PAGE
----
tions, nor did they see the final draft of the report before its release. Responsibility for the final content of this report rests entirely with the authoring committee and the institution.
Gerry Dineen has overseen the Academies review process for this report. Appointed by the National Research Council, he was responsible for making certain that an independent examination of this report was carried out in accordance with institutional procedures and that all review comments were carefully considered. This multi-year study has produced 11 volumes, many of which have benefited from Gerry Dinneen’s guidance and good counsel. The STEP Board and Project Committee recognizes and are grateful for his contribution.
Following the Executive Summary listing core findings and recommendations, this volume summarizes the analysis of the Committee in eight sections. This Preface has set out the role of the Committee and the parameters of its work. The Introduction in Part I describes public-private partnerships, the motivation for partnerships, and the varieties of partnerships, and then identifies some core conditions contributing to successful partnerships. Part II contains the Committee’s findings and recommendations. Following Part III’s overview of the broader environment for innovation, Part IV looks more specifically at U.S. innovation policy, in both retrospect and prospect. It identifies some of the central challenges facing U.S. policy makers in this area. Part V provides an overview of the Committee’s review of selected U.S. public-private partnerships. These include a synopsis of the Committee’s analysis of the SEMATECH consortium, a summary of the assessments of the Small Business Innovation Research and ATP programs, as well as a précis of the scope and potential of science and technology parks associated with the Ames and Sandia national laboratories. Part VI takes up the issues of accountability and assessment, which the Committee identifies as key factors contributing to successful partnerships. In today’s interconnected world, partnerships have to be assessed in a global context; Part VII provides this important perspective. Finally, Part VIII sets out the Committee’s conclusions; suggests further directions for analysis; and outlines considerations for policy makers seeking to foster innovation through public-private partnerships.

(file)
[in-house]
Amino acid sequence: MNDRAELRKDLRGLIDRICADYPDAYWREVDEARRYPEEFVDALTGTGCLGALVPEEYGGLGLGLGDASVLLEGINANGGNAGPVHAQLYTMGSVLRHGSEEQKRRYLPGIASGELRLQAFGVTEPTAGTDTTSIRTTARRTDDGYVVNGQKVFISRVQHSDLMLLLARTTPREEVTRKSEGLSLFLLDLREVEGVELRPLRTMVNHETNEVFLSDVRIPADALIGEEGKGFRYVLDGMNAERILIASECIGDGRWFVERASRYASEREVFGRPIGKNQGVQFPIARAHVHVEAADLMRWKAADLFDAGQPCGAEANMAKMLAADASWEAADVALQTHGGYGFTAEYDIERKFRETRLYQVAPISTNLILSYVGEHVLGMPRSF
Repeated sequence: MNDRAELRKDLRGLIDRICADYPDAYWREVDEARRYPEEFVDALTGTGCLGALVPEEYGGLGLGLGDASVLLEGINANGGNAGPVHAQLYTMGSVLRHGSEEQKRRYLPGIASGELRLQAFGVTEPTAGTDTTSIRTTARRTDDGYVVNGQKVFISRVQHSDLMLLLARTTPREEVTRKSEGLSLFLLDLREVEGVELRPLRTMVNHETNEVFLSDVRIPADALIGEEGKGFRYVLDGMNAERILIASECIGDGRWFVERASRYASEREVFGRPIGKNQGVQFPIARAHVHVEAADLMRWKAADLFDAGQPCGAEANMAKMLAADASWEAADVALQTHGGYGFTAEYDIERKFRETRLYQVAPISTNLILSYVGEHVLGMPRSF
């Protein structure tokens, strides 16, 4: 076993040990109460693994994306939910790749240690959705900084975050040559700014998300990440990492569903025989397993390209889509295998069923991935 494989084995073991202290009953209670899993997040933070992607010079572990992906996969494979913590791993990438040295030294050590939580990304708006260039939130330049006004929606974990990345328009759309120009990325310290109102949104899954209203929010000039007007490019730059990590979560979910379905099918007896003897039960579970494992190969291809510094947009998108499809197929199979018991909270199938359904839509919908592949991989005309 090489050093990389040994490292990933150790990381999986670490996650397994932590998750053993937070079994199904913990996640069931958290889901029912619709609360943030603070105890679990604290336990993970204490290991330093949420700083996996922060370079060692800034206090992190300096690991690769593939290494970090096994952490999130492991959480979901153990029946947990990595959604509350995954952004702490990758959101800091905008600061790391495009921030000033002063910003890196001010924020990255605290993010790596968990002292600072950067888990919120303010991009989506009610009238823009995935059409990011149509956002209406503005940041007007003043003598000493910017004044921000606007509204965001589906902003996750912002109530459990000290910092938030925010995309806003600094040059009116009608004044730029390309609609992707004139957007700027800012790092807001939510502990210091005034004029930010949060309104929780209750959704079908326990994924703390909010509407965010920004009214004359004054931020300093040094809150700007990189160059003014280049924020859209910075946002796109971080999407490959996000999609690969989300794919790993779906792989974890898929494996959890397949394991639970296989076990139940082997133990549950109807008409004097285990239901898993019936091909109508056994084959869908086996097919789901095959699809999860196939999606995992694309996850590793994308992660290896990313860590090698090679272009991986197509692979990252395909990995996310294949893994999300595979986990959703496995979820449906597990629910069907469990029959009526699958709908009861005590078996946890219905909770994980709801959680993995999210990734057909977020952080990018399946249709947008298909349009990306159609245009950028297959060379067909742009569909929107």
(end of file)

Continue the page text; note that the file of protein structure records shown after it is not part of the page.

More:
Gordon Moore Bill Spencer Charles Wessner